General surgery is the treatment of injury, deformity, and disease using operative procedures.
General surgery is frequently performed to alleviate suffering when a cure is unlikely through medication alone. It can be used for such routine procedures performed in a physician's office, as vasectomy, or for more complicated operations requiring a medical team in a hospital setting, such as laparoscopic cholecystectomy (removal of the gallbladder). Areas of the body treated by general surgery include the stomach, liver, intestines, appendix, breasts, thyroid gland, salivary glands, some arteries and veins, and the skin. The brain, heart, lungs, eyes, feet, kidneys, bladder, and reproductive organs, to name only a few, are areas that require specialized surgical repair.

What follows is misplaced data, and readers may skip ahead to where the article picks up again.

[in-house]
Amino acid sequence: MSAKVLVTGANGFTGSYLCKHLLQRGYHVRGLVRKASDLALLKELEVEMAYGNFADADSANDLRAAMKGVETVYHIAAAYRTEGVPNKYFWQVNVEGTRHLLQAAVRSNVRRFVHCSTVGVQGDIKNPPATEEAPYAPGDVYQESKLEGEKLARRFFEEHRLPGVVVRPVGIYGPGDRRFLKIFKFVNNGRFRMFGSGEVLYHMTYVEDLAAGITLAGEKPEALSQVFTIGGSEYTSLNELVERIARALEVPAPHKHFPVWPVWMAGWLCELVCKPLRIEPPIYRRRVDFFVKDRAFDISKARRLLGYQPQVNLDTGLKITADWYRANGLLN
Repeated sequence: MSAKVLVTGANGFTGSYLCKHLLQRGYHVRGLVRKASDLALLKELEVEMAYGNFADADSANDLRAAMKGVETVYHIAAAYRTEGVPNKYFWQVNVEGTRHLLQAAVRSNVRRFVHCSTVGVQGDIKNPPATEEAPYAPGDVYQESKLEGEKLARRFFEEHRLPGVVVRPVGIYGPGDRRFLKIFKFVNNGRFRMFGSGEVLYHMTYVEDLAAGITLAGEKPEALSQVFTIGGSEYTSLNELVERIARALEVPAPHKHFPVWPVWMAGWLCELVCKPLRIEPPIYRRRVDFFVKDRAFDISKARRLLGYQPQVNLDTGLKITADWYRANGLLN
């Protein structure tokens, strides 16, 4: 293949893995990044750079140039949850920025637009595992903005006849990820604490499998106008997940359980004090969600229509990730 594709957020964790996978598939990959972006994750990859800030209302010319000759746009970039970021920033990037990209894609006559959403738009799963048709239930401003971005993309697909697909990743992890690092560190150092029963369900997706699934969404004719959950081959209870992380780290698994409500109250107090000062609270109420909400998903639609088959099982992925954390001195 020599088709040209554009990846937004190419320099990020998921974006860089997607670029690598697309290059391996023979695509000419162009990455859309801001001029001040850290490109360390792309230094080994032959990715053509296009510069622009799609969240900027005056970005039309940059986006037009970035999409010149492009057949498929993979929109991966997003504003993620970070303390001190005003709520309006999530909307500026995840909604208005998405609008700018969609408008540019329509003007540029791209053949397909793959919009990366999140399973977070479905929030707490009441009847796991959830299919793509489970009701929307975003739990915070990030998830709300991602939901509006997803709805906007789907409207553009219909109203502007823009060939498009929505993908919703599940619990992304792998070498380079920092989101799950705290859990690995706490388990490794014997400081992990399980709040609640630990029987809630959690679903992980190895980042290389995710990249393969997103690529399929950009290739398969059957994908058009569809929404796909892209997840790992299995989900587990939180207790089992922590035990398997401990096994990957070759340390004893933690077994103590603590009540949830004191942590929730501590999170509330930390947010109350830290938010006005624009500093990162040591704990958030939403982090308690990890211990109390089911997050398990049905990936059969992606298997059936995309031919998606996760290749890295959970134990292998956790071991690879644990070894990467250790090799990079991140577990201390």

New methods and techniques are less invasive than older practices, permitting procedures that were considered impossible in the past. For example, microsurgery has been used in reattaching severed body parts by successfully reconnecting small blood vessels and nerves. Laparoscopic techniques are more efficient, promote more rapid healing, leave smaller scars, and have lower postoperative infection rates.
General surgeons are the surgical equivalent of family practitioners. General surgeons typically differ from other surgical specialties in the operations that they perform. This difference is most easily understood by exclusion. For example, procedures involving nerves or the brain are usually performed by neurosurgeons. Surgeons having specialized training during the final three years of their residency period similarly focus on other regions of the body. General surgeons may perform such procedures in the absence of other surgeons with specialized training. Such procedures are the exception, however, rather than the rule.